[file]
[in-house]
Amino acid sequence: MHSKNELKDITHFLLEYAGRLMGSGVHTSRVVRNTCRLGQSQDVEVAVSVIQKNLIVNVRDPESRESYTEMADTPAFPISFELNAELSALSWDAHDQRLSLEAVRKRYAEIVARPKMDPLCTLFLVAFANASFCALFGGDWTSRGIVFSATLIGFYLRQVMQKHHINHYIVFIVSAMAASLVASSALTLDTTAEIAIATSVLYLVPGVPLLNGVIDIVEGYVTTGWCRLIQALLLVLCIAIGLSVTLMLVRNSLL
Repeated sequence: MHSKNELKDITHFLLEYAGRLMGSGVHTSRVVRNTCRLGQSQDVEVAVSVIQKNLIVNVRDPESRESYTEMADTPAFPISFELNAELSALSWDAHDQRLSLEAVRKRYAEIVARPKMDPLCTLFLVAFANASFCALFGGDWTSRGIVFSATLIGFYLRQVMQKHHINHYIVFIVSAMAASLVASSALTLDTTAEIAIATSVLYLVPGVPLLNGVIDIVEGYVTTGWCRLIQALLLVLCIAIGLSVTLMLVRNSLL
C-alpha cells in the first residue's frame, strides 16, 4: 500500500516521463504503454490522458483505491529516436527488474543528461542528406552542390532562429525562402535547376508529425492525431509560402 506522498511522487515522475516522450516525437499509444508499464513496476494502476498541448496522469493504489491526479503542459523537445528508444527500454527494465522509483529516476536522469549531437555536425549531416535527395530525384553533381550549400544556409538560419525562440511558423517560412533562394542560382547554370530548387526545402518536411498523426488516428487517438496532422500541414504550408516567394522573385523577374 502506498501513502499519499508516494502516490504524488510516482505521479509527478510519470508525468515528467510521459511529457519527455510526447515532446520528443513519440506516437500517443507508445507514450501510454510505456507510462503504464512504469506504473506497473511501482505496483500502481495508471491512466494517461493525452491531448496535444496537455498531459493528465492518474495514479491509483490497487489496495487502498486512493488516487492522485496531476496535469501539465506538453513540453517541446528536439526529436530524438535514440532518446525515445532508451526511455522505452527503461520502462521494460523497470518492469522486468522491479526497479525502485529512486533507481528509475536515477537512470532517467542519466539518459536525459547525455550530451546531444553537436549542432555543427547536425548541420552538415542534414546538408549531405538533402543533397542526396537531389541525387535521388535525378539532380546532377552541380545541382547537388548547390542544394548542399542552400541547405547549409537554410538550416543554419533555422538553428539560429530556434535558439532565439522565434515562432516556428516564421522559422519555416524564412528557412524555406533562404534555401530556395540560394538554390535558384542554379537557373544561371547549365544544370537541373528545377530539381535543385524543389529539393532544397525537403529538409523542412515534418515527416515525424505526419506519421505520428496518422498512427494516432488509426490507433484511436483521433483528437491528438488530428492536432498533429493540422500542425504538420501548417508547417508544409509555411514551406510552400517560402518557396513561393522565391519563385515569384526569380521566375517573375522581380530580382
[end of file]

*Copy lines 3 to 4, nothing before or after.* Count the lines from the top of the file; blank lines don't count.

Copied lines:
Repeated sequence: MHSKNELKDITHFLLEYAGRLMGSGVHTSRVVRNTCRLGQSQDVEVAVSVIQKNLIVNVRDPESRESYTEMADTPAFPISFELNAELSALSWDAHDQRLSLEAVRKRYAEIVARPKMDPLCTLFLVAFANASFCALFGGDWTSRGIVFSATLIGFYLRQVMQKHHINHYIVFIVSAMAASLVASSALTLDTTAEIAIATSVLYLVPGVPLLNGVIDIVEGYVTTGWCRLIQALLLVLCIAIGLSVTLMLVRNSLL
C-alpha cells in the first residue's frame, strides 16, 4: 500500500516521463504503454490522458483505491529516436527488474543528461542528406552542390532562429525562402535547376508529425492525431509560402 506522498511522487515522475516522450516525437499509444508499464513496476494502476498541448496522469493504489491526479503542459523537445528508444527500454527494465522509483529516476536522469549531437555536425549531416535527395530525384553533381550549400544556409538560419525562440511558423517560412533562394542560382547554370530548387526545402518536411498523426488516428487517438496532422500541414504550408516567394522573385523577374 502506498501513502499519499508516494502516490504524488510516482505521479509527478510519470508525468515528467510521459511529457519527455510526447515532446520528443513519440506516437500517443507508445507514450501510454510505456507510462503504464512504469506504473506497473511501482505496483500502481495508471491512466494517461493525452491531448496535444496537455498531459493528465492518474495514479491509483490497487489496495487502498486512493488516487492522485496531476496535469501539465506538453513540453517541446528536439526529436530524438535514440532518446525515445532508451526511455522505452527503461520502462521494460523497470518492469522486468522491479526497479525502485529512486533507481528509475536515477537512470532517467542519466539518459536525459547525455550530451546531444553537436549542432555543427547536425548541420552538415542534414546538408549531405538533402543533397542526396537531389541525387535521388535525378539532380546532377552541380545541382547537388548547390542544394548542399542552400541547405547549409537554410538550416543554419533555422538553428539560429530556434535558439532565439522565434515562432516556428516564421522559422519555416524564412528557412524555406533562404534555401530556395540560394538554390535558384542554379537557373544561371547549365544544370537541373528545377530539381535543385524543389529539393532544397525537403529538409523542412515534418515527416515525424505526419506519421505520428496518422498512427494516432488509426490507433484511436483521433483528437491528438488530428492536432498533429493540422500542425504538420501548417508547417508544409509555411514551406510552400517560402518557396513561393522565391519563385515569384526569380521566375517573375522581380530580382